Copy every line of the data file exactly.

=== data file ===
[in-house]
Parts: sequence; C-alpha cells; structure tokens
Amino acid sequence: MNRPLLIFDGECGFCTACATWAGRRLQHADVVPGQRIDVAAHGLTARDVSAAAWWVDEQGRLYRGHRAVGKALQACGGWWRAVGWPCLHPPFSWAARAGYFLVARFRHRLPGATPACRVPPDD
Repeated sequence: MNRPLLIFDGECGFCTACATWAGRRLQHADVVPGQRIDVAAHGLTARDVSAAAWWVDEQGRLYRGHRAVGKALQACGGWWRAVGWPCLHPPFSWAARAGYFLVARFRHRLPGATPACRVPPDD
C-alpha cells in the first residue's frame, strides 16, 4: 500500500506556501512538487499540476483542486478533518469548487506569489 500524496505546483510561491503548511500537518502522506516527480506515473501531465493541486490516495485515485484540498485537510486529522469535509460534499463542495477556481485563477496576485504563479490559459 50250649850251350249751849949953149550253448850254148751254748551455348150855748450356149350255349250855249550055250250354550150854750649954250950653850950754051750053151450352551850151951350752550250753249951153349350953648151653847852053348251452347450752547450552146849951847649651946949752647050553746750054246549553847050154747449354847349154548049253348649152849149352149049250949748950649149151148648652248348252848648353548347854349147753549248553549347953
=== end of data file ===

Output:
[in-house]
Parts: sequence; C-alpha cells; structure tokens
Amino acid sequence: MNRPLLIFDGECGFCTACATWAGRRLQHADVVPGQRIDVAAHGLTARDVSAAAWWVDEQGRLYRGHRAVGKALQACGGWWRAVGWPCLHPPFSWAARAGYFLVARFRHRLPGATPACRVPPDD
Repeated sequence: MNRPLLIFDGECGFCTACATWAGRRLQHADVVPGQRIDVAAHGLTARDVSAAAWWVDEQGRLYRGHRAVGKALQACGGWWRAVGWPCLHPPFSWAARAGYFLVARFRHRLPGATPACRVPPDD
C-alpha cells in the first residue's frame, strides 16, 4: 500500500506556501512538487499540476483542486478533518469548487506569489 500524496505546483510561491503548511500537518502522506516527480506515473501531465493541486490516495485515485484540498485537510486529522469535509460534499463542495477556481485563477496576485504563479490559459 50250649850251350249751849949953149550253448850254148751254748551455348150855748450356149350255349250855249550055250250354550150854750649954250950653850950754051750053151450352551850151951350752550250753249951153349350953648151653847852053348251452347450752547450552146849951847649651946949752647050553746750054246549553847050154747449354847349154548049253348649152849149352149049250949748950649149151148648652248348252848648353548347854349147753549248553549347953